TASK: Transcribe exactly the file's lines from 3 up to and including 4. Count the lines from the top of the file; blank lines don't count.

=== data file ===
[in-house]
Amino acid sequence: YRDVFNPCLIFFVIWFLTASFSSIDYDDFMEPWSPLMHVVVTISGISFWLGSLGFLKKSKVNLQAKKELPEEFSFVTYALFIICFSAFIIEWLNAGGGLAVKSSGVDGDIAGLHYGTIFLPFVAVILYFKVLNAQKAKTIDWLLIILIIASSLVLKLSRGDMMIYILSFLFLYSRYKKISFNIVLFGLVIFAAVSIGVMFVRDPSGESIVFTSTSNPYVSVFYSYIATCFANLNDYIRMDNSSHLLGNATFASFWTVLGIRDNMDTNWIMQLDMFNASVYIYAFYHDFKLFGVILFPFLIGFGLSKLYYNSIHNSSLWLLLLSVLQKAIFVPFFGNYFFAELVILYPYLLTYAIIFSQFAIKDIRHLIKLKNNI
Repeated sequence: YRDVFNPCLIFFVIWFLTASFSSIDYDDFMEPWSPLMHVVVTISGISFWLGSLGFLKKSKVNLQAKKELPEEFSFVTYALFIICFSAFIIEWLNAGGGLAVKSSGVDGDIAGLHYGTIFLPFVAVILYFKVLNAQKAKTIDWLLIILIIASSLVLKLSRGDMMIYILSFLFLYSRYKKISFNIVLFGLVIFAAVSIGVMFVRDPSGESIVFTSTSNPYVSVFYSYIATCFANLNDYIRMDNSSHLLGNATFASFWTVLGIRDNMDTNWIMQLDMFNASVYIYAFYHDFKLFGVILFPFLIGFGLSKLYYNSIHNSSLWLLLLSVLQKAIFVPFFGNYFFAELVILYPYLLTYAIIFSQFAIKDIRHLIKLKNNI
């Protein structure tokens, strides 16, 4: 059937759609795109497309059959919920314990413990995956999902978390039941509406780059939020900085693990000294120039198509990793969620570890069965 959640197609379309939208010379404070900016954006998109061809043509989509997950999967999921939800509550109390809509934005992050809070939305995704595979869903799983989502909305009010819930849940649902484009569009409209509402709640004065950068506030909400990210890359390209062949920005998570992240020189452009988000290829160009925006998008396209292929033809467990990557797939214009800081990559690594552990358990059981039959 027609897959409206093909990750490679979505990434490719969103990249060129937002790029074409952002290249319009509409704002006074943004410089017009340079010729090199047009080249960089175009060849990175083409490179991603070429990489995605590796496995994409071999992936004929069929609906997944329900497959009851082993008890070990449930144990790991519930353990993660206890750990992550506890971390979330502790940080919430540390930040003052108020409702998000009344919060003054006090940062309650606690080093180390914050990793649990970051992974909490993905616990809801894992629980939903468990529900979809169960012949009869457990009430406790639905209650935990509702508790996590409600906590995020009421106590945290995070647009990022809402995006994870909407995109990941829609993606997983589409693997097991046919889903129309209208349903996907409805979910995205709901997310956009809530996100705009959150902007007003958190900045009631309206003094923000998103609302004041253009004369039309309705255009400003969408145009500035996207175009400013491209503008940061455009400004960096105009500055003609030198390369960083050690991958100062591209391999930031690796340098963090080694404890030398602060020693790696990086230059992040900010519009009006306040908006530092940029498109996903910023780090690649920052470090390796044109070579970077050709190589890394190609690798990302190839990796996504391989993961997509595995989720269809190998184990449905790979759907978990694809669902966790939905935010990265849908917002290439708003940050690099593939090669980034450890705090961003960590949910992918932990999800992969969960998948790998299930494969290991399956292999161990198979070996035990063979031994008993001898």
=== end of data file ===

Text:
Repeated sequence: YRDVFNPCLIFFVIWFLTASFSSIDYDDFMEPWSPLMHVVVTISGISFWLGSLGFLKKSKVNLQAKKELPEEFSFVTYALFIICFSAFIIEWLNAGGGLAVKSSGVDGDIAGLHYGTIFLPFVAVILYFKVLNAQKAKTIDWLLIILIIASSLVLKLSRGDMMIYILSFLFLYSRYKKISFNIVLFGLVIFAAVSIGVMFVRDPSGESIVFTSTSNPYVSVFYSYIATCFANLNDYIRMDNSSHLLGNATFASFWTVLGIRDNMDTNWIMQLDMFNASVYIYAFYHDFKLFGVILFPFLIGFGLSKLYYNSIHNSSLWLLLLSVLQKAIFVPFFGNYFFAELVILYPYLLTYAIIFSQFAIKDIRHLIKLKNNI
């Protein structure tokens, strides 16, 4: 059937759609795109497309059959919920314990413990995956999902978390039941509406780059939020900085693990000294120039198509990793969620570890069965 959640197609379309939208010379404070900016954006998109061809043509989509997950999967999921939800509550109390809509934005992050809070939305995704595979869903799983989502909305009010819930849940649902484009569009409209509402709640004065950068506030909400990210890359390209062949920005998570992240020189452009988000290829160009925006998008396209292929033809467990990557797939214009800081990559690594552990358990059981039959 027609897959409206093909990750490679979505990434490719969103990249060129937002790029074409952002290249319009509409704002006074943004410089017009340079010729090199047009080249960089175009060849990175083409490179991603070429990489995605590796496995994409071999992936004929069929609906997944329900497959009851082993008890070990449930144990790991519930353990993660206890750990992550506890971390979330502790940080919430540390930040003052108020409702998000009344919060003054006090940062309650606690080093180390914050990793649990970051992974909490993905616990809801894992629980939903468990529900979809169960012949009869457990009430406790639905209650935990509702508790996590409600906590995020009421106590945290995070647009990022809402995006994870909407995109990941829609993606997983589409693997097991046919889903129309209208349903996907409805979910995205709901997310956009809530996100705009959150902007007003958190900045009631309206003094923000998103609302004041253009004369039309309705255009400003969408145009500035996207175009400013491209503008940061455009400004960096105009500055003609030198390369960083050690991958100062591209391999930031690796340098963090080694404890030398602060020693790696990086230059992040900010519009009006306040908006530092940029498109996903910023780090690649920052470090390796044109070579970077050709190589890394190609690798990302190839990796996504391989993961997509595995989720269809190998184990449905790979759907978990694809669902966790939905935010990265849908917002290439708003940050690099593939090669980034450890705090961003960590949910992918932990999800992969969960998948790998299930494969290991399956292999161990198979070996035990063979031994008993001898």